books_icon  Wiley, J. 2009 Landscape, absence and the geographies of love. Transactions of the Institute of British Geographers 34, pp.275-289

60-world2  Stylish Academic Writing – a guide

Renaming and Rebranding Place

By Chris Post and Derek H. Alderman

Terry McAuliffe, Democrat Governor of Virginia, USA, has a difficult decision to make. He has promised a change in Virginia school textbooks—to include “East Sea” as a name for the Sea of Japan. McAuliffe has recently backed away from this pledge, but rival Republican legislators are pressing the governor on the issue.  This name change, meant to satisfy a community (Korean-Americans) increasingly important to Virginia politics, has angered one of the state’s  major trading partners, Japan (Vozella 2014).  

Place names dot our maps and our imaginations on a daily basis. They are essential components to place-making and work as mnemonic devices in creating place and group identity. As such, place names, or toponyms, are inherently political and often contentious—as the East Sea/Sea of Japan example illustrates. Recent critical literature on toponymic change has focused on the role of government elites in controlling place names, but little has been written until recently about the role of companies and private financial interests in the naming process.

Using an example from Ohio, USA, we show in an Area paper how toponyms change over time and how these changes become socially charged debates over identity, nationalism, and economic development. This particular project looks at how New Berlin, Ohio, changed its name to North Canton. On the surface, this change looks relatively simple—wartime nationalism spurred the change from a name reflective of the area’s German ancestry to one that identified the village’s nearest major city. In New Berlin, however, national and global economics also played a large role in this sudden name change. More specifically, we discuss the influence that two related New Berlin corporations—the W.H. Hoover and Hoover Suction Sweeper companies—had on renaming New Berlin through their initiation and support of a public petition to change the name. Our analysis of this change focuses on three distinct forms: place re-branding, the “fetishization,” and symbolic annihilation of local Germanic identity, and the impact of regional and international economics on the local landscape. Today, only a hint of North Canton’s German heritage exists, a sign for New Berlin Bubbles and Suds laundromat.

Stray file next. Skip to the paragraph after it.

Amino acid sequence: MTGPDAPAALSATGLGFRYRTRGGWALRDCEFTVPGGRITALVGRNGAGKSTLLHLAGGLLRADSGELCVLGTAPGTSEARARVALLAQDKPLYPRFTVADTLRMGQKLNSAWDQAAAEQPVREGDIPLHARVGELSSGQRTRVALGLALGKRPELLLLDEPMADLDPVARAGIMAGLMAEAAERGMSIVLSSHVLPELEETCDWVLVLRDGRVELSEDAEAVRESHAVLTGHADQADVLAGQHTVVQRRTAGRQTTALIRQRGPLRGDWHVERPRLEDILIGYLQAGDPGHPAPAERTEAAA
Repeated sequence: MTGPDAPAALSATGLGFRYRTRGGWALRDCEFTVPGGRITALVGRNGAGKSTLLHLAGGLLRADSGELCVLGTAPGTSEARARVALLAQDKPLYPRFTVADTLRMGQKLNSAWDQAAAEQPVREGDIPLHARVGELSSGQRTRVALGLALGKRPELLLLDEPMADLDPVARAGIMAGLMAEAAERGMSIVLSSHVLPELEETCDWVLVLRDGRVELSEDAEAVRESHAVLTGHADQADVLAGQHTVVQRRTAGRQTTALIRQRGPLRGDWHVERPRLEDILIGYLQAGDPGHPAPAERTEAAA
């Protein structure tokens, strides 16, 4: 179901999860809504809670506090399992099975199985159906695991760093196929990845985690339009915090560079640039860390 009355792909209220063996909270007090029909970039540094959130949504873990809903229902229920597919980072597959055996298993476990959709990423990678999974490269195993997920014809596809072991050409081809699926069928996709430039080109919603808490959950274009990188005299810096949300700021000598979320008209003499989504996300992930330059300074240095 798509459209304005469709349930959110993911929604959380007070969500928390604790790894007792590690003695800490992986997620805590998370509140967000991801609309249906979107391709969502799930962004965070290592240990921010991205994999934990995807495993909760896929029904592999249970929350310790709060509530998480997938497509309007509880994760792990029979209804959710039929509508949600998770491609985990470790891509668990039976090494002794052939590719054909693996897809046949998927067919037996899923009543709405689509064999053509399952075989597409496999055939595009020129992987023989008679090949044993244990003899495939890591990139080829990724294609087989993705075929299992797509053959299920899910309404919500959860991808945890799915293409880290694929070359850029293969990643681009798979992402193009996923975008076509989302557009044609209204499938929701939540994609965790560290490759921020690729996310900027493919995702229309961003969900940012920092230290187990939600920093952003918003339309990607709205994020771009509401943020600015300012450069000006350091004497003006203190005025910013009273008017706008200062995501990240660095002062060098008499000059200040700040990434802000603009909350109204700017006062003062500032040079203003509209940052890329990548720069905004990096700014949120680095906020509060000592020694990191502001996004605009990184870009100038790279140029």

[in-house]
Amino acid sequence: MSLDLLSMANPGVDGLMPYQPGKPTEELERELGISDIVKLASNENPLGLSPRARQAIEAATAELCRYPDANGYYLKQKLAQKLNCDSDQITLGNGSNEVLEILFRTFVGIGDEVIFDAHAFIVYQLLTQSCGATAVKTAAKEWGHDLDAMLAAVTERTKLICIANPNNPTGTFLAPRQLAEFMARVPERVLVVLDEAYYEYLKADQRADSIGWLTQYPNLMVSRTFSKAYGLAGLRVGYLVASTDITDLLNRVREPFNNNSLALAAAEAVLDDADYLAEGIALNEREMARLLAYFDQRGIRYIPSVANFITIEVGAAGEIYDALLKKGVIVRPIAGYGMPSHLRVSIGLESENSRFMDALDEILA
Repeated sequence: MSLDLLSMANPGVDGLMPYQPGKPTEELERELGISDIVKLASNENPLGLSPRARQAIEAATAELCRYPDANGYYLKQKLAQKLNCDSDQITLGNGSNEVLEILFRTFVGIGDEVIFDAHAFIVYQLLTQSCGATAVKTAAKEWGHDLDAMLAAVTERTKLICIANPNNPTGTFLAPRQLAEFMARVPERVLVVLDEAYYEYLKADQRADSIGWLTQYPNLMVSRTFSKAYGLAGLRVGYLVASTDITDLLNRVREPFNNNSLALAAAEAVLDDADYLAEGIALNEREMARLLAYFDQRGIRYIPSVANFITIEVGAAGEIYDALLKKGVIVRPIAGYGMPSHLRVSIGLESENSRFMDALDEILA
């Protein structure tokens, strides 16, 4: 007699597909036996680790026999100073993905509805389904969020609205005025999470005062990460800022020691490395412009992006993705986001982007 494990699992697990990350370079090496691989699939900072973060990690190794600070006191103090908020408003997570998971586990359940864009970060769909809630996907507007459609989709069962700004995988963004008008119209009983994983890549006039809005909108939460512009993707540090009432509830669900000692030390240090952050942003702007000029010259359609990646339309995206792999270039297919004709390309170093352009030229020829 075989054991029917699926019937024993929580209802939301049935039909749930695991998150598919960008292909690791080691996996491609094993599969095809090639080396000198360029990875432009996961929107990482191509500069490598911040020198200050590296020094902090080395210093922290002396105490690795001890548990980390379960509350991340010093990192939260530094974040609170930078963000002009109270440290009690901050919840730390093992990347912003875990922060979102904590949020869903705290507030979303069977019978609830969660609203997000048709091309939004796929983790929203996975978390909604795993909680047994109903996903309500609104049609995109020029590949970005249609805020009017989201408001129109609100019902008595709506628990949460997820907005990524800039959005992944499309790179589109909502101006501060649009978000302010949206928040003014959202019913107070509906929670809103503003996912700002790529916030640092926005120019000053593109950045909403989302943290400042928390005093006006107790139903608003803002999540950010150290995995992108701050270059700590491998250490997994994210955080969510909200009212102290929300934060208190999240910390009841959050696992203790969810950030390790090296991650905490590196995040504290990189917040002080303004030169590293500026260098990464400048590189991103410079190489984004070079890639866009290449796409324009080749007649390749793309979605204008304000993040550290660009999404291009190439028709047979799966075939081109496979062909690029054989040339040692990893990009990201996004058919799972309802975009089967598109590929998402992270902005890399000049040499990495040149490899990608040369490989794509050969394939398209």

New Berlin Bubbles and Suds on North Main Street in North Canton Source: Photo by Chris W. Post

New Berlin Bubbles and Suds on North Main Street in North Canton
Source: Photo by Chris W. Post

Place names are powerful symbols of identity, territory, and political power. We don’t know how the political tumult in Virginia—over the naming of a sea half a world away—will end. But, we have been here before. If not for the desires of a pair of corporations (which, combined, employed approximately 33% of their community), New Berlin, and its German roots, may not have been ‘wiped off the map’ of America.

About the Authors: Chris Post is an Assistant Professor at the Department of Geography, Kent State University at Stark, Ohio, USA. Derek Alderman is a Professor and the Department Head at the Department of Geography, University of Tennessee, Knoxville, USA.